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By Jason Sundram

Symphony #6 in B minor Pathetique Opus 74 (1893)



Program Notes Home

Piotr Ilyich Tchaikovsky (May 7, 1840–November 6, 1893)

  1. Adagio--Allegro non troppo
  2. Allegro con grazia
  3. Allegro molto vivace
  4. Finale: Adagio lamentoso

A musical conservative, the Russian Peter Ilyich Tchaikovsky was a nervous, unhappy, hypochondriac and closet homosexual. A gifted and sensitive child, by the age of six he could read both French and German and was called “porcelain child” by his parents. Tchaikovsky, a student of law, did not become serious about music until he turned 21.

In 1877, he married Antonina Miliukova. As a closet homosexual, the marriage proved impossible for Tchaikovsky, and he attempted suicide by jumping into a river to catch pneumonia, but fortunately survived. Patroness Nadezhda von Meck, a wealthy widow and music lover was the other woman in Tchaikovsky’s life. Though she supported him for 13 years (1877—1890), she refused to meet him in person, and would communicate only via post. In 1890, under the pretense of bankruptcy, she discontinued his annuity, and cut off all relations with him, refusing to answer his letters. The bitterness this caused lasted until his death . . . his last words were her name and “the accursed one."

Tchaikovsky’s music is intensely personal. With the exception of his D major Polish symphony, all of his symphonies are in melancholy-sounding minor keys. He was the only major symphonist to do this. The Symphony #6, lugubrious and dolorous, is the apotheosis of Tchaikovsky’s intimate orchestral style. “[It is] the best thing I ever composed or ever shall compose,” he said.

It was premiered in St. Petersburgh, under his direction on October 28, 1893. It was titled A Program Symphony, although the program was intentionally withheld. Tchaikovsky had poured his soul into the work: “I often wept bitterly while composing it,” he confessed. “I love it as I have never before loved one of my musical offspring.” Despite the passion he poured into the music, its initial reception was cold. Perhaps this was due to Tchaikovsky’s conducting. His sensitivity was such, that if he suspected the orchestra was bored, he was unable to work. In fact, he was so scared as a conductor that he feared his head would fall off! Tchaikovsky literally grasped his chin with his left hand while conducting to assure himself his head would remain attached.

After the symphony’s indifferent reception, Tchaikovsky began worry about the cryptic title. His brother, Modest suggested a new title, patetichesky (pathetique) to which Tchaikovsky gladly acquiesced. The next day, he suffered misgivings and called his publisher, Jurgenson with instructions write only “to [Vladimir Davidov]—#6 Composed by P.T.” Jurgenson, with a flair for the dramatic, ignored the composer’s request. A week later, November 6, 1983, Tchaikovsky was dead. The reason for his death is hotly debated. It is clear that he imbibed unboiled water during a cholera outbreak, and died of cholera. However, it is not clear whether he did so intentionally. Many believe that he committed suicide, for reasons linked to his sexuality. This is given credence by his melancholy and the earlier suicide attempt. Regardless, the Pathetique symphony has the aura of his death about it. The spirit of the dead composer seems to live on in it, eternally dying.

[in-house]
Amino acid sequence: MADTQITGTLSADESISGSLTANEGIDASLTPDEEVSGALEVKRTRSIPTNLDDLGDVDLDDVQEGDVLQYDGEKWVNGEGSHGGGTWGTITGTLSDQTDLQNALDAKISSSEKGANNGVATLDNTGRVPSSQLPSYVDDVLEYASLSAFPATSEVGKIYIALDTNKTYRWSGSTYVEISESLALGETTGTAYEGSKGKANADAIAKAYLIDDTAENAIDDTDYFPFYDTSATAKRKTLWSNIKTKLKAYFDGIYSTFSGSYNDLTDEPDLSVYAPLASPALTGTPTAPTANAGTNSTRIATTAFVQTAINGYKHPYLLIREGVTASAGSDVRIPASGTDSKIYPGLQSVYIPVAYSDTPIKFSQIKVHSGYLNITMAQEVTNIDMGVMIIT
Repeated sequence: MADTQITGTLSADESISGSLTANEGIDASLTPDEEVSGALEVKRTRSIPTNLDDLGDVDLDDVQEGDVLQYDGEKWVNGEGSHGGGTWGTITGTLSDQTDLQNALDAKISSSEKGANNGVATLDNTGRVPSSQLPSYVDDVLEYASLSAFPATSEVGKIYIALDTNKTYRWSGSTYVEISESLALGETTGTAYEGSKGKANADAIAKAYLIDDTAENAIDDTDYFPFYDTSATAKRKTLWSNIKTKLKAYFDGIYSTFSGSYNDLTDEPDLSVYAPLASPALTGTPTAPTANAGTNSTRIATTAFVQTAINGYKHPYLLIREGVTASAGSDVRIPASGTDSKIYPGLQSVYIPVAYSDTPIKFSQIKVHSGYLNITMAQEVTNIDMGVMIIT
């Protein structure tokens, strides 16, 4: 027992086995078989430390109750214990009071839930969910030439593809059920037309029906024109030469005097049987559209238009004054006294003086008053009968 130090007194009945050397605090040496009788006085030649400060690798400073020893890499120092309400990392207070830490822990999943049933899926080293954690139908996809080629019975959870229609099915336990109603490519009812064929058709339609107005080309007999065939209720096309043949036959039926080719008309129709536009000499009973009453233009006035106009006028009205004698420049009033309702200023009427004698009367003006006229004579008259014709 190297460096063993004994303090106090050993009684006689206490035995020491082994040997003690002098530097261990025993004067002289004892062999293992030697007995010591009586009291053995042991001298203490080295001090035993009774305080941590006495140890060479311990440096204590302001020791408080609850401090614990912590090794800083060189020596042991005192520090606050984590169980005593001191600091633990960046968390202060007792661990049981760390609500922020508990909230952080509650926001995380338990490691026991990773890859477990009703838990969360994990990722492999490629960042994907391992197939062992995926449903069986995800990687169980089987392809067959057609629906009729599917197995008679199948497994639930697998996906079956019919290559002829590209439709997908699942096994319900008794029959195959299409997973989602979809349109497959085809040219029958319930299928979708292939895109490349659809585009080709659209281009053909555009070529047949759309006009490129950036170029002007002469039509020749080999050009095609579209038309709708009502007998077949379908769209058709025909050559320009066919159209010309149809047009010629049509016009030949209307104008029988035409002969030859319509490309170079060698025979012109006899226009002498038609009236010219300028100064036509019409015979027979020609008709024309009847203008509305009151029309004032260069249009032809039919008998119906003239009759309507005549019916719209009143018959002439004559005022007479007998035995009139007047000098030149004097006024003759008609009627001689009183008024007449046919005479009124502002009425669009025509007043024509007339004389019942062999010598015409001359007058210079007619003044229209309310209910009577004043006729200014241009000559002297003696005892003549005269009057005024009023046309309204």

Although Tchaikovsky was not one of “the mighty five” Russian nationalist composers, his music was described as “profoundly Russian” by Stravinsky. This, in conjunction with his lifelong difficulty with form, helps to explain the unorthodox structure of the Pathetique. Tchaikovsky allows the music to be ruled by melody to a great extent.

The first movement, Adagio—-allegro non troppo is in a skeletal sonata form. The second subject recalls Don José’s Flower Aria from Carmen, a favorite opera of Tchaikovsky’s. The fierce development has a theme from the Russian Orthodox Requiem at its climax, further hinting at death. This movement is unrestrained, the dynamic level goes all the way down to pppppp. The Allegro con grazia is a waltz in 5/4. It is divided into 3+2, which makes it perpetually off-balance. The whole idea of the main section is contained in the opening 2-bar phrase. Instead of a slow movement, Tchaikovsky delivers an Allegro molto vivace: another scherzo! This march in scherzo form has only one main theme, despite formal divisions marked in the score. These middle “dance” movements serve as a sort of Intermezzo, which is framed by the outer Pathetique movements. The last movement is the shocker. Instead the expected rousing Allegro finale, the last movement is an Adagio lamentoso. The symphonic development that we expect is also missing. Two contrasting melodies are played, then repeated, without the intervention of a development. The first theme, mourning and plaintive, is at odds with the mutable second theme. The notes of the first theme are split between the first and second violins, making their respective lines interdependent. The function of the second theme evolves through the movement. It begins as a consolation, rises to a proclamation, and when it returns, rather than lifting the first theme’s gloom, reinforces it. The lower strings slowly fade out to a ppp close. The symphony ends in a whisper.